The deal will also mark the end of the hedge fund Trian Fund Management’s involvement at Legg Mason. The fund’s investment, which was initiated in the second quarter of 2019, was seen as significant because Trian’s founder and CEO, Nelson Peltz, had previously served on the board from 2009 to 2014 and sold the fund’s remaining position in 2016. Trian’s renewed activist effort in 2019 resulted in Legg Mason ceding two board seats to Trian’s CEO Nelson Peltz and its CIO Ed Garden. As a result, it served as an important seal of approval when Peltz came out in support of the two companies merging following the announcement.

“In our view, it offers an attractive valuation for Legg Mason’s shareholders. I believe it will also enable Legg Mason’s investment affiliates to remain at the forefront of an industry where scale is increasingly vital to success and to join Franklin Templeton, an organization that I have deep respect for and confidence in.”
Nelson Peltz, Nelson Peltz, CEO and Founding Partner of Trian Fund Management

Long-term upsides

While active asset management is faltering, Franklin Templton acquiring Legg Mason looks to leverage $1.5 Trillion in AUM for more growth opportunities. While Legg Mason’s affiliates are operating autonomously Franklin looks to integrate the global distribution operations of Legg Mason to continue the company’s growth. Franklin will leverage Legg Mason’s specialization in equity, fixed income, alternative, and liquid investments to diversify its investments to create greater scale and balance for its clients.

Through this acquisition Franklin looks to continue their push into ETFs with $6.4B in combined ETF assets. With the uncertainty of the economy and more American’s looking for safer investments the demand for ETFs have grown significantly over the past decade. While both companies have struggled growing their ETF businesses, with a diverse mix in ETF products in investment this synergy puts Franklin in better standing as the demand for ETFs grow. Legg Mason has investments in factor-based and active ETFs, which can be managed with Franklin’s smaller asset managers. Franklin is preserving Legg Mason’s investment independence which allows Legg Mason’s active ETFs and asset management products to incorporate their active managers strategy to further Franklin’s investment product offerings. Franklin on the other hand is focused on cheap core products and single country ETFs. The acquisition of Legg Mason provides clients with a wider range of investment opportunities allowing both companies to combat the recent transition from active funds to passive funds.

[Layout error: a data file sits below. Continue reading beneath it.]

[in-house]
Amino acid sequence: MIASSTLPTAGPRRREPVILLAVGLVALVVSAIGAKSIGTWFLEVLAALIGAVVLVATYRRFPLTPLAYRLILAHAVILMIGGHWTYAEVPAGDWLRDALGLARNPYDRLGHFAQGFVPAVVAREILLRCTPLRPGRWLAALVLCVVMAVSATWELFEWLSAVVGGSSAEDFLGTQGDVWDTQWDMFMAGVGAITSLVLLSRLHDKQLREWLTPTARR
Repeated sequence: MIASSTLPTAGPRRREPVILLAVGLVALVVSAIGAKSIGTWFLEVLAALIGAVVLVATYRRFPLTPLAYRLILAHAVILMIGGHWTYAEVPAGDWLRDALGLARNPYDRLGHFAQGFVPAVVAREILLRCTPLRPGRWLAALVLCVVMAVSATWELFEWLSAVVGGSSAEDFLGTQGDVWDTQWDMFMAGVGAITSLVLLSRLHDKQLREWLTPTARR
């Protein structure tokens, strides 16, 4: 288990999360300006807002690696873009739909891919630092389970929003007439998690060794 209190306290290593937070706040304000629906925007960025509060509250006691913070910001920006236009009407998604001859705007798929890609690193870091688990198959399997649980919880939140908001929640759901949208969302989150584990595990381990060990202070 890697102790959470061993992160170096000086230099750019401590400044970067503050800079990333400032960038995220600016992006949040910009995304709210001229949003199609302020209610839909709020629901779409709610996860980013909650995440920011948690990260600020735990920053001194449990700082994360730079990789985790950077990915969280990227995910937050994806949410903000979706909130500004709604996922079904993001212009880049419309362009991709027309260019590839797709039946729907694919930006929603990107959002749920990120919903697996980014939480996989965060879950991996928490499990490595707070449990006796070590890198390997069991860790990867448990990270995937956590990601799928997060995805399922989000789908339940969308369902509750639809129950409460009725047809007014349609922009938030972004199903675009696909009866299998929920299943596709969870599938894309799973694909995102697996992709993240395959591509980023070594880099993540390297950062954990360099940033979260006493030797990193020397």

The recent effects of Covid-19 have given these active managers the opportunity to prove their value. With such a volatile market active managers look to take advantage of favorable valuations and market inefficiencies.Active funds look towards companies with smaller market caps while most passive funds don’t target them. These companies may present more opportunities due to corporate governance issues and price mismatches, which could have caused their valuations to fall below their industry for little reason in the current market conditions.

Risks and uncertainties

In August of 2019, passively managed funds grew to $4.27 Trillion in assets, marking a significant turn around as they surpassed the $4.25 Trillion in assets under management of actively managed funds for the first time in history. These funds that track broad U.S. equities own nearly 14% of the U.S. stock market. This transformation of the asset management industry has been led by the likes of Vanguard and Blackrock whose ETF businesses each manage over $1 Trillion as investors desire low cost funds whose performance net of fees has been comparable to that of actively managed funds in the last decade.

Despite a massive $1.5 Trillion combined AUM, Franklin Templeton and Legg Mason will have a relatively small ETF business with only $6.4 Billion in ETF assets. Although their ETF business is growing rapidly with $4.9 billion in net inflows since 2016 they have a long way to go towards competing with the industry giants. The synergies from the different types of ETF products the two companies offer should help prime them for future growth in the business. The biggest challenge the combined companies face in the ETF business is that because of their long histories in active management, they will need to transform their fund structure to lower costs. Cost cutting is critical in order to slash fees to be competitive with the existing players like Vanguard and Blackrock, who together control more than 50% of the ETF industry.

“I am telling the world that in the coming era there will be mass mutualization for the larger firms in the business. There are a whole lot of reasons. One is there’s a competitor out there eating their lunch and they know perfectly well why. They’d have to slash their fees but they could never slash them enough to get down to what mutuals can do ”
John Bogle, Founder Vanguard